He explains that “the nucleus of the cell” — and he emphasizes that that includes all the cells of the body, not merely our gastrointestinal cells — “has an acidic charge, while the cytoplasm (all that which surrounds the nucleus) has a basic charge.
“The more that we can bring the cytoplasm into balance with the nucleus,” he says, “the more that the ‘battery’ can recharge its vitality.”
By and large, we in the West have screwed up that balance for two (or more) months now, eating and drinking the way we do by consuming large amounts of sweets, fat, alcohol and all the other festive foods to which we take a liking. Tasty, but, um, nasty — as in seriously upsetting the balance between the acid-charged nuclei of our cells by stoking the basic-charged cytoplasms enveloping them.
So, for centuries, the Indians, perhaps not knowing the specificity of this science but clearly attentive to their own bodies’ workings, came up with cooking and eating foods such as khichdi, a soother and a re-setter. “It gets the body to recharge its vitality,” says Crawford.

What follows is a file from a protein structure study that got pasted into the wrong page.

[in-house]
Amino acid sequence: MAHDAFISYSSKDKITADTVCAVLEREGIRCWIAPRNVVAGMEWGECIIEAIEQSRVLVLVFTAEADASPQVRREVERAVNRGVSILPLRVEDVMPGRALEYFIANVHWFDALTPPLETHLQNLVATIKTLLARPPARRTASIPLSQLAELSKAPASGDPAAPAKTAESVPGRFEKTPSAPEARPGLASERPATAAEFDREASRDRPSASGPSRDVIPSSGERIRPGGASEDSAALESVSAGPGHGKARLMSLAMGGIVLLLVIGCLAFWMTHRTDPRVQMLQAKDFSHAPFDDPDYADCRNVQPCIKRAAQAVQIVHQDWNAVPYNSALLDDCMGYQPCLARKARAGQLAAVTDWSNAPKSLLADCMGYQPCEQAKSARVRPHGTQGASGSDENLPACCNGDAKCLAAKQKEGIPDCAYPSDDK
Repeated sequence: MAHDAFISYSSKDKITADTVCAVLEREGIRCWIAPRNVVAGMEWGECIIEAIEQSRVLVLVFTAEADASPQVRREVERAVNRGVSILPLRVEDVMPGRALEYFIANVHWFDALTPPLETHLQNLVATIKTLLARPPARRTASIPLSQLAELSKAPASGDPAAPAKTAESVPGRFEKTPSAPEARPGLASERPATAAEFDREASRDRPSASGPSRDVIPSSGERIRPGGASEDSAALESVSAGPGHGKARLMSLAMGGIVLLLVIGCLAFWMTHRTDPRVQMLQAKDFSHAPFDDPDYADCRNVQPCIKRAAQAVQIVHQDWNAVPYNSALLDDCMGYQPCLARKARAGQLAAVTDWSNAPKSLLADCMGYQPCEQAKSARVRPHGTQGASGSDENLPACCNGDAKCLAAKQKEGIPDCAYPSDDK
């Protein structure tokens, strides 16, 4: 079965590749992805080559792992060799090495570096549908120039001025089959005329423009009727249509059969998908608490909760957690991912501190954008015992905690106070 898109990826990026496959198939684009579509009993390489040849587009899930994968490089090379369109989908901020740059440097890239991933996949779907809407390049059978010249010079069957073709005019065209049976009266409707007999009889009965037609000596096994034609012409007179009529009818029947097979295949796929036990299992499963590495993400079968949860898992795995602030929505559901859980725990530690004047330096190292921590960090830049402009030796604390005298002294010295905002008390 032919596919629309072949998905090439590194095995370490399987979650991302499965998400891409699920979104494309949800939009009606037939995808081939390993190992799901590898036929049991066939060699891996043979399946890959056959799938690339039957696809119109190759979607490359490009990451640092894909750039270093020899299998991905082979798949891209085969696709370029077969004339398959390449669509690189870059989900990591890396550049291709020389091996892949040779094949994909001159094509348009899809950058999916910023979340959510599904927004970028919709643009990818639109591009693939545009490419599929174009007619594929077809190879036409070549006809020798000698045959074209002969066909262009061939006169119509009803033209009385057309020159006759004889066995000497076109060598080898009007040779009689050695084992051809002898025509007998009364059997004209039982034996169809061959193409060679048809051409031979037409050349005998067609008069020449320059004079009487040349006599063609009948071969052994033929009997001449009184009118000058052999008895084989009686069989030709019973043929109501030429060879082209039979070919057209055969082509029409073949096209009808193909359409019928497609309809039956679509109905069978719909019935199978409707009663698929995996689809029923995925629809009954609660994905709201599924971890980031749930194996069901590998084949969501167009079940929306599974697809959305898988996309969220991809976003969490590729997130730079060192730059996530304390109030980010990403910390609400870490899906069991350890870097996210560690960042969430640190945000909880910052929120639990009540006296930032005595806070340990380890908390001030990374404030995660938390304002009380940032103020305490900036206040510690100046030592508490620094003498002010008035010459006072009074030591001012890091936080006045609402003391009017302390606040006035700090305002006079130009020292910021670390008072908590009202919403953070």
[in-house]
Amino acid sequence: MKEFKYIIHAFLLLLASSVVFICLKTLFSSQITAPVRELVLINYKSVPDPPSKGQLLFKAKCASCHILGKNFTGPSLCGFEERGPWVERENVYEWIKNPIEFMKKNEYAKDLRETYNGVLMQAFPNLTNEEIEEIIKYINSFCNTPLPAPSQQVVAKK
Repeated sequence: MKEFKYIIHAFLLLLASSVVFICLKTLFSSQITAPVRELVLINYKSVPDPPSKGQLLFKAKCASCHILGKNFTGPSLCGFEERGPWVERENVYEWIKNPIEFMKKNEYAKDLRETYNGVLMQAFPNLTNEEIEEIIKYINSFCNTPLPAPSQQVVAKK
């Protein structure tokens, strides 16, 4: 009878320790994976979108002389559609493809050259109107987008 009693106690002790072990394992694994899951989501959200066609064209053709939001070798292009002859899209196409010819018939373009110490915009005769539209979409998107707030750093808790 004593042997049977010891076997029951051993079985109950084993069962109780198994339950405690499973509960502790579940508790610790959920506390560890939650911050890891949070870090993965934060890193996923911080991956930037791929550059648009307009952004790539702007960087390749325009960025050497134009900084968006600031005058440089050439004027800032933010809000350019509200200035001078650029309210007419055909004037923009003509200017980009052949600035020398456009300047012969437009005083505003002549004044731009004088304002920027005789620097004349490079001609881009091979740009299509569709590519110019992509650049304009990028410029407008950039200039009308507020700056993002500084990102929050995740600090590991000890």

As a food, khichdi is easy to absorb (the rice and pulse are cooked just short of mush). The spicing, though liberal by Western meat-and-potato standards, is stimulating and aids in assimilation of the khichdi by the stomach and lower GI tract.
It’s also loaded with fiber, often bolstered, as in the recipe here, by additional roughage from several vegetables.
To make the simplest of khichdis, omit all the flavorings in the recipe except for the turmeric, ginger and salt.
To make a spin-off of khichdi called khichra, add to the khichdi recipe cooked or raw (and, then, cook appropriately) ground or cubed meat such as lamb or beef.
But then you return to eating abandon. Happy New Year anyway.
Adapted from recipes at feedmephoebe.com, veganricha.com and marthastewart.com and from Priya Krishna “Indian-ish” (Harvest, 2019). Serves 6-8 and is easily multiplied or reduced.
1 cup basmati rice